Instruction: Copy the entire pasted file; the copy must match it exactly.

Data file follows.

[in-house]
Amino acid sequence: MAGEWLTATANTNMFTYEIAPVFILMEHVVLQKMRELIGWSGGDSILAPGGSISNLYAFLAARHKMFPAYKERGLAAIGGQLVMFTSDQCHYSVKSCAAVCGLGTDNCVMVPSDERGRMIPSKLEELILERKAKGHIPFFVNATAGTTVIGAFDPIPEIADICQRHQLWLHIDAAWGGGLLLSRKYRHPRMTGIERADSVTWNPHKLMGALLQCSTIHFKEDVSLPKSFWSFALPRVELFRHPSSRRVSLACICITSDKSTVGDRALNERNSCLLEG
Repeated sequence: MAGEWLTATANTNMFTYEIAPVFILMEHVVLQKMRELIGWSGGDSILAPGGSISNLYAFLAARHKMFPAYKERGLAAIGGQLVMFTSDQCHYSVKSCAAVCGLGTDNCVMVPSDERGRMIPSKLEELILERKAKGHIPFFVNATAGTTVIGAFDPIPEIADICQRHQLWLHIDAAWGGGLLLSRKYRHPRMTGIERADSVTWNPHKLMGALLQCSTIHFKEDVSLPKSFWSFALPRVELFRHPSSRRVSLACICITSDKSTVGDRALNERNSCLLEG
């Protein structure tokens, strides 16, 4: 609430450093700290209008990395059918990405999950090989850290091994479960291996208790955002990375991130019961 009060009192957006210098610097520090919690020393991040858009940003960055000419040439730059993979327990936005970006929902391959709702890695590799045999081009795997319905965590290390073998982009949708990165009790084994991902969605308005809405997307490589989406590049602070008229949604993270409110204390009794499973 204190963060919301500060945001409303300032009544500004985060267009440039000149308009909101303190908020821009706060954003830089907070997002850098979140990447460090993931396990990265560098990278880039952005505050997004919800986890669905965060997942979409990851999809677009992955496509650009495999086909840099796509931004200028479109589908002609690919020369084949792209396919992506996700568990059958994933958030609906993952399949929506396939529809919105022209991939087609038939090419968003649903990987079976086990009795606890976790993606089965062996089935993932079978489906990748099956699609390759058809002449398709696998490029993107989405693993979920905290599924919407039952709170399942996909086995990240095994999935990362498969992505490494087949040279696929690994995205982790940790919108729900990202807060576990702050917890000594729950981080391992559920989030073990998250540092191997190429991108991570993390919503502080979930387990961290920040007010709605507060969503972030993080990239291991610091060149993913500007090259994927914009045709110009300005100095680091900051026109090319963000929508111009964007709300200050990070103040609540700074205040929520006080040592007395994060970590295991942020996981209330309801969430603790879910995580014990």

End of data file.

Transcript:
[in-house]
Amino acid sequence: MAGEWLTATANTNMFTYEIAPVFILMEHVVLQKMRELIGWSGGDSILAPGGSISNLYAFLAARHKMFPAYKERGLAAIGGQLVMFTSDQCHYSVKSCAAVCGLGTDNCVMVPSDERGRMIPSKLEELILERKAKGHIPFFVNATAGTTVIGAFDPIPEIADICQRHQLWLHIDAAWGGGLLLSRKYRHPRMTGIERADSVTWNPHKLMGALLQCSTIHFKEDVSLPKSFWSFALPRVELFRHPSSRRVSLACICITSDKSTVGDRALNERNSCLLEG
Repeated sequence: MAGEWLTATANTNMFTYEIAPVFILMEHVVLQKMRELIGWSGGDSILAPGGSISNLYAFLAARHKMFPAYKERGLAAIGGQLVMFTSDQCHYSVKSCAAVCGLGTDNCVMVPSDERGRMIPSKLEELILERKAKGHIPFFVNATAGTTVIGAFDPIPEIADICQRHQLWLHIDAAWGGGLLLSRKYRHPRMTGIERADSVTWNPHKLMGALLQCSTIHFKEDVSLPKSFWSFALPRVELFRHPSSRRVSLACICITSDKSTVGDRALNERNSCLLEG
């Protein structure tokens, strides 16, 4: 609430450093700290209008990395059918990405999950090989850290091994479960291996208790955002990375991130019961 009060009192957006210098610097520090919690020393991040858009940003960055000419040439730059993979327990936005970006929902391959709702890695590799045999081009795997319905965590290390073998982009949708990165009790084994991902969605308005809405997307490589989406590049602070008229949604993270409110204390009794499973 204190963060919301500060945001409303300032009544500004985060267009440039000149308009909101303190908020821009706060954003830089907070997002850098979140990447460090993931396990990265560098990278880039952005505050997004919800986890669905965060997942979409990851999809677009992955496509650009495999086909840099796509931004200028479109589908002609690919020369084949792209396919992506996700568990059958994933958030609906993952399949929506396939529809919105022209991939087609038939090419968003649903990987079976086990009795606890976790993606089965062996089935993932079978489906990748099956699609390759058809002449398709696998490029993107989405693993979920905290599924919407039952709170399942996909086995990240095994999935990362498969992505490494087949040279696929690994995205982790940790919108729900990202807060576990702050917890000594729950981080391992559920989030073990998250540092191997190429991108991570993390919503502080979930387990961290920040007010709605507060969503972030993080990239291991610091060149993913500007090259994927914009045709110009300005100095680091900051026109090319963000929508111009964007709300200050990070103040609540700074205040929520006080040592007395994060970590295991942020996981209330309801969430603790879910995580014990």